Organizations unite to fight anti-Semitism

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A WINNIPEG organization committed to raising awareness about and combating anti-Semitism and other forms of discrimination has partnered with a Toronto organization committed to doing the same.

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Hey there, time traveller!
This article was published 05/09/2020 (703 days ago), so information in it may no longer be current.

A WINNIPEG organization committed to raising awareness about and combating anti-Semitism and other forms of discrimination has partnered with a Toronto organization committed to doing the same.

By sharing research, programming and co-ordinating their efforts, the local Canadian Institute for the Study of Anti-Semitism (CISA) and the Toronto-based FAST (Fighting Anti-Semitism Together) hope to counter a disturbing cross-country rise in racialized violence, vandalism and harassment.

FAST was created 15 years ago by Tony Comper, former chief executive officer of BMO Financial Group, and his wife Elizabeth, in response to an outbreak of anti-Semitic activity across the country. Although not Jewish themselves, the Compers were disturbed to learn that in 2004 B’nai Brith Canada’s League for Human Rights had catalogued the largest number of verbal and physical incidents against Jews in Canada in more than half a century. Determined to do what they could to reverse that trend, the Compers brought together a group of non-Jewish corporate and community leaders and created FAST.

FAST’s main focus has been on education. Its free curriculum-based human rights programs, Choose Your Voice and Voices into Action, have been implemented in numerous middle schools, high schools and institutions of higher learning, as well as in adult education and correctional services programs. To date, the program has educated more than four million Canadians about anti-Semitism, the Holocaust, homophobia, cyberbullying, residential schools, racism, and a range of related topics.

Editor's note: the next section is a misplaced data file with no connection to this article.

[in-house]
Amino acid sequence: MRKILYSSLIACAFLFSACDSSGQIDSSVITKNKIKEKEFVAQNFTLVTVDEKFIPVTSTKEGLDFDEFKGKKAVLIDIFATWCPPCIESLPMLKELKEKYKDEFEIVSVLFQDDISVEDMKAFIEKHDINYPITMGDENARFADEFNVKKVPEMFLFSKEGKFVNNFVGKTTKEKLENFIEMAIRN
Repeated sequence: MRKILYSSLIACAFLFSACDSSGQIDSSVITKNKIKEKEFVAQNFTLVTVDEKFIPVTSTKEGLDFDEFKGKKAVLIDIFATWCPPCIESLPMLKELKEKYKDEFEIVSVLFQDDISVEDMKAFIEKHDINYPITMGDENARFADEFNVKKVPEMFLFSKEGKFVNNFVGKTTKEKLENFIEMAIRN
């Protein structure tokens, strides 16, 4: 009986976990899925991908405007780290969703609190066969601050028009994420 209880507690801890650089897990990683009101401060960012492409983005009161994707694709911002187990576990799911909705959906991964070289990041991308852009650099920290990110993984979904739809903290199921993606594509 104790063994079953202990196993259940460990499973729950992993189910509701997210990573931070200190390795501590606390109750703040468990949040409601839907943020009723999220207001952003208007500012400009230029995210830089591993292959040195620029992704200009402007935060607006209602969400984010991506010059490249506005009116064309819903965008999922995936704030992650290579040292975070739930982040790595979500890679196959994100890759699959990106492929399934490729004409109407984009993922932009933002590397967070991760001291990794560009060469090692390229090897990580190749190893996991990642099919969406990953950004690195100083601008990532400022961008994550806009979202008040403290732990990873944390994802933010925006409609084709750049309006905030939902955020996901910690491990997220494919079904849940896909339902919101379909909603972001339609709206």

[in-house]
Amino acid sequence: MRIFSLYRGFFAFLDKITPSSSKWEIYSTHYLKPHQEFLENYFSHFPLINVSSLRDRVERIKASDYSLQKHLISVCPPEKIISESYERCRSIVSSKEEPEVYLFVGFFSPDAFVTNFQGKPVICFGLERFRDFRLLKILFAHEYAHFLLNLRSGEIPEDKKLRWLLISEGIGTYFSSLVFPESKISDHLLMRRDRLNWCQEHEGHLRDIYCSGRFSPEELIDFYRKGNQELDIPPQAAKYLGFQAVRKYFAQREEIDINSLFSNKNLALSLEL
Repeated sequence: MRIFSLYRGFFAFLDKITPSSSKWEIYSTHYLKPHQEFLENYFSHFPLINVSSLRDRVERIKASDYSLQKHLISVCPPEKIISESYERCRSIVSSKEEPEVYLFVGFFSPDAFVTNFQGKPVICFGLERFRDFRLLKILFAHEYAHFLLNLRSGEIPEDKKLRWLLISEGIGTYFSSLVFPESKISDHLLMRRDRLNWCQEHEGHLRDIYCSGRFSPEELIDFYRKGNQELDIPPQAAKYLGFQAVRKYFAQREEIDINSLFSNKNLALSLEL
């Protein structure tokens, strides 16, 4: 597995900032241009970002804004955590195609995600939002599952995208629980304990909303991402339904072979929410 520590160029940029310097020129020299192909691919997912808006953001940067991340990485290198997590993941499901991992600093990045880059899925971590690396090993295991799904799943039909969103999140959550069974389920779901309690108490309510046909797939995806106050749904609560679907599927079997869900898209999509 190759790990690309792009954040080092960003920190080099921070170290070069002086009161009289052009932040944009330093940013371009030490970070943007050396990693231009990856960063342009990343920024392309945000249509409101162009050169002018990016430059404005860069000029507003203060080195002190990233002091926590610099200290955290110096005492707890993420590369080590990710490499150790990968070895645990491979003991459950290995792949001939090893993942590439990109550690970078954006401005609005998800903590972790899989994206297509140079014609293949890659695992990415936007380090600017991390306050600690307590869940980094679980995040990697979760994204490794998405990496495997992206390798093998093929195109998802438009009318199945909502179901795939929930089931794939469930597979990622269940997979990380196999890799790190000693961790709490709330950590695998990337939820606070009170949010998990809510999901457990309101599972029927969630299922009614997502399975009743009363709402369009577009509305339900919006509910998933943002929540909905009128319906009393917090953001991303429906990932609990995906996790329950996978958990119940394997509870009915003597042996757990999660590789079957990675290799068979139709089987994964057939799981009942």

While FAST has been busy focusing on grassroots education, CISA has spent the last decade advancing scholarship on the subject.

“CISA’s mandate is to create and promote scholarship and education on anti-Semitism,” says its founding director, Catherine Chatterley.

Chatterley, a modern European historian, has taught at both the University of Winnipeg and the University of Manitoba.

CISA pursues its mandate through scrupulous academic research and a variety of instructional programs, including an annual public lecture series and a community classroom. It also publishes Antisemitism Studies, the leading academic journal on the subject of classic and current anti-Semitism.

“About a year ago, Tony Comper approached me about his ideas for guaranteeing FAST’s future as an organization and we decided that CISA would be a good choice to partner with FAST to help guarantee its continued success,” says Chatterley, who recently assumed the role of FAST’s new president and chair.

That continued success seems more important now than ever. The alarming 857 anti-Semitic incidents in Canada reported by B’nai Brith back in 2004 pale in comparison to the more than 2,000 incidents of anti-Semitism that B’nai Brith recorded in 2019. The number of racist incidents targeted at other minorities in Canada have increased as well.

swchisvin@gmail.com

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